Does she understand that addition is commutative? 2+4=4+2 ??

I find it easier to start there when explaining that addition is also associative. Grouping the numbers 3+ (5+4)= (3+5)+4 is simply "another" way of manipulating addition but does not change the value in any way.

So, if you have 3 red M&Ms and 5 blue M&Ms and 4 green M&Ms, it does not matter whether you add the red and blue together prior to adding the green or if you add the blue and the green together prior to the red. 3 M&Ms + 9M&Ms = 8M&Ms + 4 M&Ms.

FWIW......this isn't a hill to die on. If she can't grasp what you are trying to explain, I would just drop it for now and tell her that they want her to add inside of the parentheses and write that value in the blanks and see what happens when she adds all the numbers together that way.

I would suspect over time, she will be able to grasp the concept.

Yes she understands the associative property competely. I am not totally sure what she is confused about. I know she has a hard time filling in the blanks. She just tries to add everything. That is what I keep trying to explain to her is it is just showing that no matter how things are grouped together she still gets the same answer, and the bottom line the answers should be the same. Maybe I will give her a bit of time and come back to that. I don't mind a little frustration, I think that can be good during problem solving. But to constantly be frustrated over not understanding I dont like, KWIM?

I am lost because she catches on to things so easily. She LOVES doing the problems to solve for N already (when you have to subtract from both sides). She just loves it. I thought she would pick up on this just as easy also.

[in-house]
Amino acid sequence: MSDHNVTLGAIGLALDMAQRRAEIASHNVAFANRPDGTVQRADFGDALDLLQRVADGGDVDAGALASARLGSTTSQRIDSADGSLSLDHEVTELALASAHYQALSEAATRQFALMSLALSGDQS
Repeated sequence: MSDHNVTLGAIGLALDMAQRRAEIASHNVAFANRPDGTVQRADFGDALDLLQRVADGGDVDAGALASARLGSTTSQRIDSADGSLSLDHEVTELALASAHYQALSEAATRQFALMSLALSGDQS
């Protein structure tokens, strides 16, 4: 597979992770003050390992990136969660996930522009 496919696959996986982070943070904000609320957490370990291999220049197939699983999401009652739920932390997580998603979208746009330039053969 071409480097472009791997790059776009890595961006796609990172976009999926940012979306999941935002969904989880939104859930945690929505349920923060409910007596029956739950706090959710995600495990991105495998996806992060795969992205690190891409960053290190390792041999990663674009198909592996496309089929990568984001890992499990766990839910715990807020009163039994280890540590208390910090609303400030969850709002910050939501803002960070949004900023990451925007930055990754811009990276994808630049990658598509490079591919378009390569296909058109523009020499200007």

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Or I know--just write the numbers without the parentheses on the white board, and give her two cardboard parentheses.

Write just the first part of the equation--

3+5+4

Then have her physically put the cardboard parentheses around the 3 and the 5 and add it first, then add the 4. Write down the number that she gets as the answer off to the side nice and big.

Then have her group the 5 and the 4, add those, and then add the 3. Write the answer--same number! yeah!

Then, show her what you just did--first you did (3+5)+4,--write that down-- then you did 3+(5+4)--write it down leaving a little space between for the equal sign--don't write that just yet. Say, So, did you see you got the same answer for both problems? Insert the equal sign.

Then show her how to write the problem like they want her to.

ETA--Ah--one more step--as she does the parentheses first, say, Let's write that answer down below (like in the "real" problem) so we don't forget it. And do the same for the other one. Teach her to "bring down" what's left over.

I think it's just a format and algorithm problem, not an understanding one, but hey, I'm no math whiz.

Edited by Chris in VA
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I couldn't for the life of me understand the point of that when we did it last year but I do now :-)

It's the Grouping Property of Addition and the term is given in lesson 2 of Grade 4, along with other Properties.

I simply explained that it didn't matter what was grouped together but the same numbers are on both sides. Group any way you want.....it's the same answer and all numbers have to be on both sides.

I like Horizons but these is one of those things that was so weird when we did it but later on put into perspective :-) :tongue_smilie:

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bump

I do not use Horizons, but...

This equation is already balanced.

Yes, it is. I should have said learning the process. It starts with balanced equations then goes on to unbalanced equations. It is the process that is confusing her.